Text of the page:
• Quote Investigator -  Respected quote-investigaor Garson O’Toole provides citations to support his conclusions about quote attributions.
  • SciCheck - sponsored by FactCheck.Orf, identifies false or misleading scientific claims.
  • Snopes -- well-respected website that gets to the bottom of urban legends and national rumors.
  • Truth Be Tolda non-profit, non-partisan, sponsored by Howard University’s Department of Media, Journalism and Film in the School of Communications, examines claims about the black community in public debate. 
  • Washington Post Fact Checker - Award-winning fact-checking website, goal is to "truth-squad" statements made by elected officials and government leaders.

More Resources for Librarians

OER book: Web Literacy for Student Fact Checkers by Michael A. Caulfield, licensed under CC-BY 4.0.

Wayne State University Guide to SIFT

A nice gallery layout for the 4 steps of SIFT: Stop, Investigate, Find, Trace by Rio Hondo College Library.  Bad color scheme, though. Not enough contrast for ADA compliance.  The use of the LibGuide "gallery" tool makes the 4 steps always clearly visible and it is easy for the student to navigate.

 

SIFT - beginning notes only

STOP

 

INVESTIGATE the source

  • "knowing the expertise and agenda of the source is crucial to your interpretation of what they say." source: https://www.notion.so/Introducing-SIFT-04db7879dd7a4efaa76bfb2397d11ffd 
  • "Taking sixty seconds to figure out where it is from before reading will help you decide if it is worth your time, and if it is, help you to better understand its significance and trustworthiness." source: https://www.notion.so/Introducing-SIFT-04db7879dd7a4efaa76bfb2397d11ffd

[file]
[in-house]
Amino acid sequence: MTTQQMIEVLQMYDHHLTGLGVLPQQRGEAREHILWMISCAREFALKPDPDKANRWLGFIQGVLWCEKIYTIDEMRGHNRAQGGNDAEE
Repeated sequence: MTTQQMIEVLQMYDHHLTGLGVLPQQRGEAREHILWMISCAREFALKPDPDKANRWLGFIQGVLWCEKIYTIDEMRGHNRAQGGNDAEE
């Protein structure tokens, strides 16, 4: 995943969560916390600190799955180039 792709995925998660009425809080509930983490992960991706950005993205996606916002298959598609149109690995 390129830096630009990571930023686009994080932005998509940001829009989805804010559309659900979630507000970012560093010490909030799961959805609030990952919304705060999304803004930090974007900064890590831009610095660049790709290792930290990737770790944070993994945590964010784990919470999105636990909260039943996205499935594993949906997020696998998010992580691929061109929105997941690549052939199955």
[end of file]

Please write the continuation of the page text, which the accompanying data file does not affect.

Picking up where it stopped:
• Quoting from a different page, "For example, a fitness instructor might be a great person for advice on a fitness routine, but you wouldn't get medical advice from them. Likewise, you might ask your doctor about an illness or medical condition, but you wouldn't expect them to be an expert in aerobics." source: https://www.notion.so/Alligator-discussion-6e11d1ed329b4b78a5ef6497bddeff70

 

FIND trustworthy coverage

  • "find the best source you can that covers this, or, just as importantly, scan multiple sources to see what the consensus seems to be."  source:https://www.notion.so/Introducing-SIFT-04db7879dd7a4efaa76bfb2397d11ffd 
  • Paraphrasing from  second video on this page https://www.notion.so/Lesson-Two-Investigate-the-Source-dc0ab0dc7c394df9bcab6ffdb4edf626  : in order to find out about the credibilty of a website, don't look at what the website /organization says about itself; instead, look at what the web (or others or trustworthy sources) says about that organizatoin.   

 

TRACE claims, quotes, media back to orginal context

 

 

DO WE WANT VOCABULARY?  Below is copied and pasted from https://www.notion.so/Introducing-the-Notebook-Reflection-Prompts-and-In-Depth-56e766d9b0bd441290c6a26ee201f40f